Uses of Hypnosis in Medicine

 Hypnosis may be used in the following disorders and/or circumstances:

  • Gastrointestinal Disorders (Ulcers, Irritable Bowel Syndrome, Colitis, Crohn’s Disease);
  • Dermatologic Disorders (Eczema, Herpes, Neurodermatitis, Pruritus [itching], Psoriasis, Warts);
  • Surgery/Anesthesiology (In unusual circumstances, hypnosis has been used as the sole anesthetic for surgery, including the removal of the gall bladder, amputation, cesarean section, and hysterectomy. Reasons for using hypnosis as the sole anesthetic may include: situations where chemical anesthesia is contraindicated because of allergies or hyper-sensitivities; when organic problems increase the risk of using chemoanesthesia; and in some conditions where it is ideal for the patient to be able to respond to questions or directives from the surgeon);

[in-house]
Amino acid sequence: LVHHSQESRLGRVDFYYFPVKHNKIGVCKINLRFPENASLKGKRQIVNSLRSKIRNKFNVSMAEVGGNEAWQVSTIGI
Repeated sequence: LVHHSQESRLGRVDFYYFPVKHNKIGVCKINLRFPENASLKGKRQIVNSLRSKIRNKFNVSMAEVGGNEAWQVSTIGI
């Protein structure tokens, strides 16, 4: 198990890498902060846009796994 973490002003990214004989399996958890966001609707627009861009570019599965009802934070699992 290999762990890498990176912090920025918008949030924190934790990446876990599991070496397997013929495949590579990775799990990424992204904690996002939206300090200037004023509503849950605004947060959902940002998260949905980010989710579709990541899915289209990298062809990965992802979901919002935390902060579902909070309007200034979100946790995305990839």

• Acute and Chronic Pain (back pain, cancer pain, dental anesthesia, headaches  and migraines, arthritis or rheumatism); 
  • Burns: Hypnosis is not only effective for the pain, but when hypnotic anesthesia and feelings of coolness are created in the first few hours after a significant burn, it appears that it also reduces inflammation and promotes healing. We believe that a second degree burn can often be kept from going third degree if hypnosis is used soon after the injury;
  • Nausea and Vomiting associated with chemotherapy and pregnancy (hyperemisis gravidarum);
  • Childbirth: Based upon our members' anecdotal evidence, approximately two thirds of women have been found capable of using hypnosis as the sole analgesic for labor.  This eliminates the risks that medications can pose to both the mother and child;
  • Hemophilia: Hemophilia patients can often be taught to use self-hypnosis to control vascular flow and keep from requiring a blood transfusion;
  • Allergies, asthma;
  • High blood pressure (hypertension);
  • Raynaud’s disease

>> Search the ASCH Member Referral Database for a practitioner in your area <<